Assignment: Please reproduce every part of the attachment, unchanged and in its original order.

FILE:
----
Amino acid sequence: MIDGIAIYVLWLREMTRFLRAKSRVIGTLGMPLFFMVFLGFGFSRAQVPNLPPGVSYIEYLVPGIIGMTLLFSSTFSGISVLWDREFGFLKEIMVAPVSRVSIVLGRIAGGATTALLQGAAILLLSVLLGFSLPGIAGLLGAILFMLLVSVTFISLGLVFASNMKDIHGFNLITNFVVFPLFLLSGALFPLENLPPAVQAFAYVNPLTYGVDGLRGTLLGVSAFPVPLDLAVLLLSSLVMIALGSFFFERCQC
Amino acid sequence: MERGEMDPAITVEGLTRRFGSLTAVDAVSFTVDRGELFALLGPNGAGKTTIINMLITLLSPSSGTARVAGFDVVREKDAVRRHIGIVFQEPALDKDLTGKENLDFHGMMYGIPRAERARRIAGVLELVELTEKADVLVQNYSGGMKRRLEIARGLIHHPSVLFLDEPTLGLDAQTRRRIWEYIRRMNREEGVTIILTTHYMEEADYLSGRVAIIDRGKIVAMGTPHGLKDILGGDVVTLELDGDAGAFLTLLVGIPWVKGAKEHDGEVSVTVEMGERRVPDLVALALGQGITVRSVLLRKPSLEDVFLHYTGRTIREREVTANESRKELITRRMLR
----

Amino acid sequence: MIDGIAIYVLWLREMTRFLRAKSRVIGTLGMPLFFMVFLGFGFSRAQVPNLPPGVSYIEYLVPGIIGMTLLFSSTFSGISVLWDREFGFLKEIMVAPVSRVSIVLGRIAGGATTALLQGAAILLLSVLLGFSLPGIAGLLGAILFMLLVSVTFISLGLVFASNMKDIHGFNLITNFVVFPLFLLSGALFPLENLPPAVQAFAYVNPLTYGVDGLRGTLLGVSAFPVPLDLAVLLLSSLVMIALGSFFFERCQC
Amino acid sequence: MERGEMDPAITVEGLTRRFGSLTAVDAVSFTVDRGELFALLGPNGAGKTTIINMLITLLSPSSGTARVAGFDVVREKDAVRRHIGIVFQEPALDKDLTGKENLDFHGMMYGIPRAERARRIAGVLELVELTEKADVLVQNYSGGMKRRLEIARGLIHHPSVLFLDEPTLGLDAQTRRRIWEYIRRMNREEGVTIILTTHYMEEADYLSGRVAIIDRGKIVAMGTPHGLKDILGGDVVTLELDGDAGAFLTLLVGIPWVKGAKEHDGEVSVTVEMGERRVPDLVALALGQGITVRSVLLRKPSLEDVFLHYTGRTIREREVTANESRKELITRRMLR